Read the Practical Motorhome Mobilvetta Kimù 101 review to find out what the experts think of this carefully crafted, Italian motorhome

Overview

2006 has been, without exaggeration, a landmark in motorhome design. We may look back in 20 years’ time and consider the likes of Bürstner’s Mega Van, Knaus’ C-Liner and the Hymer Van as ‘year dot’ – as were the Bedford Dormobile and Autohomes Highwayman of the time, in their own humble ways.

The Italian Mobilvetta Kimù 101 is not radical in the same way as the aforesaid German trio – neither is it angular, garish and gadget-driven. The Kimù is a living, breathing, motorhome – one that has been crafted with the kind of loving care that most of us would have put in if we had designed it ourselves.

Design

There is no clever floorplan, no ‘gymnastic’ roof-bed, no concealed bike rack. Just miles and miles of curves. It’s the first thing you notice. The Renault Master cab’s bullish, yet rounded nose is the perfect match, with light grey skirts smoothly underlining the gleaming body shell. Here, the Italians have gone against the flow: in a year that grey, silver, red and blue are the new white, the Kimù is gloriously, unashamedly pure. Why? All the better to see every detail in the seamless edges, crescent-shaped roofline and muscular, sculpted, back panel. The graphics are as sparse as a doodle on a sketch pad, in a matt silver that subtly catches the light – more of that ‘less is more’ design approach.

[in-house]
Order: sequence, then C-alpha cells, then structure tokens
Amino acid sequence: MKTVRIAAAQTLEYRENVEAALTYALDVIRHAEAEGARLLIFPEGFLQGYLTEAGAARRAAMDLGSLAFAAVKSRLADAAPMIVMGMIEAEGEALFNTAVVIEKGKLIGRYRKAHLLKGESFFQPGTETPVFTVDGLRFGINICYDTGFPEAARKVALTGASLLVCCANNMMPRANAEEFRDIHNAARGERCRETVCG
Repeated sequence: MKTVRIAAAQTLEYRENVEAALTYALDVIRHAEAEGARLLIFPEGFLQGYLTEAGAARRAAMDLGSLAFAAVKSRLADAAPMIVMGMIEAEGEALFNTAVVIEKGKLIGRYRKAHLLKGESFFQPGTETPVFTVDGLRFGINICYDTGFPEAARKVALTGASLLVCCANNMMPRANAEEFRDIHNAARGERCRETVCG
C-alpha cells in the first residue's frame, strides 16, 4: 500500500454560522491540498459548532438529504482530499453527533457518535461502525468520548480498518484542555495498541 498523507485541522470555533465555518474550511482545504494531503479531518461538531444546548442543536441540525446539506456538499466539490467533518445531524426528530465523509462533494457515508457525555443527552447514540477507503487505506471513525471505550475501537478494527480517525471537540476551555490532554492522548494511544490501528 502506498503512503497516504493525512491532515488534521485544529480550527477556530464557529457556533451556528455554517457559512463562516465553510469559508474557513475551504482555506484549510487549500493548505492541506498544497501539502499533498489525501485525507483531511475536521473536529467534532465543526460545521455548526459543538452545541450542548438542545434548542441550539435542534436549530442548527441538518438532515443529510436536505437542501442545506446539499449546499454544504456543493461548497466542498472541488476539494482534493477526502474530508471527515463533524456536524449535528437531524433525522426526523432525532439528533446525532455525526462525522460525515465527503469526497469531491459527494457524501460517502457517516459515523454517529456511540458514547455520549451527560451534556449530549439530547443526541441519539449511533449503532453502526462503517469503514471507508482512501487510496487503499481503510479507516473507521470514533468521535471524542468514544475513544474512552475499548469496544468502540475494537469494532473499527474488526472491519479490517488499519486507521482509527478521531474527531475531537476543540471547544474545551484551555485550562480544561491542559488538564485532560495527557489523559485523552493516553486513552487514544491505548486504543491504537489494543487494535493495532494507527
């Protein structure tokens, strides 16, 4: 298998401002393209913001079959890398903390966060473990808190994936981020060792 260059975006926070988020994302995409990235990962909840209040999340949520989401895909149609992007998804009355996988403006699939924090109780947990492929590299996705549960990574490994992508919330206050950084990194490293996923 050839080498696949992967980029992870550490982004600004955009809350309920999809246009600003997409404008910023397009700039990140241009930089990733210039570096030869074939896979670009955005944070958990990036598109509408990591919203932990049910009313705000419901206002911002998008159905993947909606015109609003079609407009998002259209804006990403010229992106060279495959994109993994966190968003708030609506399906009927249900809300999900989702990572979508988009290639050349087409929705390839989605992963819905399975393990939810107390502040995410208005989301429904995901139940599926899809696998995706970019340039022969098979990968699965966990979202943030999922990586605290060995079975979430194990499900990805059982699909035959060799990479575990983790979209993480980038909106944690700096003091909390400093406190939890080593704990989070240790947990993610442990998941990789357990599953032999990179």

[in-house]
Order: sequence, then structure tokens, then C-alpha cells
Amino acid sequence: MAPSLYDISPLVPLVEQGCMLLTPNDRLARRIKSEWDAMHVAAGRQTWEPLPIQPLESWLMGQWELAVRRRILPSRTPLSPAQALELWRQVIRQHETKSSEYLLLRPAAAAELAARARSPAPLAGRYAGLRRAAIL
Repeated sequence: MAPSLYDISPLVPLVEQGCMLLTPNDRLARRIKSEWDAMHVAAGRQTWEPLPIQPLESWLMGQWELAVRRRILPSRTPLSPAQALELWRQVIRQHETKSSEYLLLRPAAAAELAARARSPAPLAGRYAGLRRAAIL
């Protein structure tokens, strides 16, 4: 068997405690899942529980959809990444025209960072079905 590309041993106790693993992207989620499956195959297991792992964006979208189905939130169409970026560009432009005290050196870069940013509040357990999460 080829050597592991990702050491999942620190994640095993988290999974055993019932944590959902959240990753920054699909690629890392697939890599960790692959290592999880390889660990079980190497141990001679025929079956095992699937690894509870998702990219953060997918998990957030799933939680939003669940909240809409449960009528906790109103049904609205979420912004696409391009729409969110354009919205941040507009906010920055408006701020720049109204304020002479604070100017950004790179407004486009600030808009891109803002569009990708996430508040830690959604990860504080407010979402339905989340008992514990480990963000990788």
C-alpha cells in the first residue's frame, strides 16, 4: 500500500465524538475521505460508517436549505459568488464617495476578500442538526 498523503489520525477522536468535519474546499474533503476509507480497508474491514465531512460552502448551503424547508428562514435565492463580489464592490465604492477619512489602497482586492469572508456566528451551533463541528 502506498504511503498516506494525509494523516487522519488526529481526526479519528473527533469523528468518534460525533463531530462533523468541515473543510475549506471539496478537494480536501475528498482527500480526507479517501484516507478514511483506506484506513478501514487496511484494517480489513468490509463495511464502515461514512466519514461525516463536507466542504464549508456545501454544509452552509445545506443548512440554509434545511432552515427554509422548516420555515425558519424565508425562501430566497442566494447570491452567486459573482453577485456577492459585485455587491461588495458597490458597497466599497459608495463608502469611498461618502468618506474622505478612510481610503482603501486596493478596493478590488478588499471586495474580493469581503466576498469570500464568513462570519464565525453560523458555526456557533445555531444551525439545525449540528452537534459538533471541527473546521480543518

It’s not all prettiness, though. Aside from the obvious properties of protection against leaks and delamination, that body shell hides a substantial level of insulation, with wall, roof and floor thicknesses of 38mm, 38mm and 70mm respectively.
Take the one small step into the living area and you won’t find that it’s a giant leap for motorcaravanning kind. The low-slung chassis and inset double step provide an easy entrance. The windowed door, with its substantial insulation and twin locking points, keeps out the cold and other unwanted intruders.

On the road

That low-riding chassis has some other useful traits, such as giving a 3.09m-long Luton ‘van a degree of road holding that compares favourably with many Ducato-based low-profiles, rather than the lumbering, articulated lorry-style feel of many coachbuilts of this stature. Then there’s the not inconsiderable matter of the three litres and six cylinders under the bonnet. Despite all that force, the dCi 140 engine is discrete: like a doorman at a posh nightclub; ask it to get a move on and it will, but it won’t make a noise to put an end to all conversation while it goes about its job.
A chunky steering wheel made from high-density rubberised foam and a six-speed, dashboard-mounted gear stick offer a surprisingly car-like driving experience considering this is such a hefty commercial chassis. Step out of the cab and you have the old-fashioned courtesy of a running board to ease you down to the ground.

Lounging & dining

Europe is a motorcaravanning nation divided: Britons like to sit in their motorhomes, because the weather permits little outdoor activity, while mainland Europeans bask in the sunshine or the evening glow, only returning inside to cook or eat. Yet, despite the garage and rear fixed bed, the large, centre L-shaped kitchen and full-sized washroom with separate shower, this Italian motorhome still manages to incorporate a four-seater lounge.
Step inside and you notice fresh design thinking all around: graphite-coloured removable carpets contrast with light woods, brushed aluminium trim, and simply embroidered navy upholstery. It’s a very practical colour scheme that is bright enough even for winter light conditions, thanks to all that pale woodwork, yet with tough fabrics in no-nonsense dark colours that won’t show their age.